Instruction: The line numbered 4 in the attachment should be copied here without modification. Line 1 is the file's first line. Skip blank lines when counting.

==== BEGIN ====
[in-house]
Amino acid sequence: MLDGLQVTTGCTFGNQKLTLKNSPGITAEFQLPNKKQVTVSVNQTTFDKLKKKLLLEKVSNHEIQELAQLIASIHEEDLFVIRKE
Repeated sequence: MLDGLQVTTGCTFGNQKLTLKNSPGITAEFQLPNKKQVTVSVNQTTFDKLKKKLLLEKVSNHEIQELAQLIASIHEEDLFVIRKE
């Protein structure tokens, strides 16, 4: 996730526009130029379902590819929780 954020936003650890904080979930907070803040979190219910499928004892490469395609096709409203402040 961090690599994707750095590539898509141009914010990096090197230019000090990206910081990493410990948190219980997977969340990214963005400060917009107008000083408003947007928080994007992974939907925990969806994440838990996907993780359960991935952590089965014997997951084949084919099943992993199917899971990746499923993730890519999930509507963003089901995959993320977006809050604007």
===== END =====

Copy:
């Protein structure tokens, strides 16, 4: 996730526009130029379902590819929780 954020936003650890904080979930907070803040979190219910499928004892490469395609096709409203402040 961090690599994707750095590539898509141009914010990096090197230019000090990206910081990493410990948190219980997977969340990214963005400060917009107008000083408003947007928080994007992974939907925990969806994440838990996907993780359960991935952590089965014997997951084949084919099943992993199917899971990746499923993730890519999930509507963003089901995959993320977006809050604007």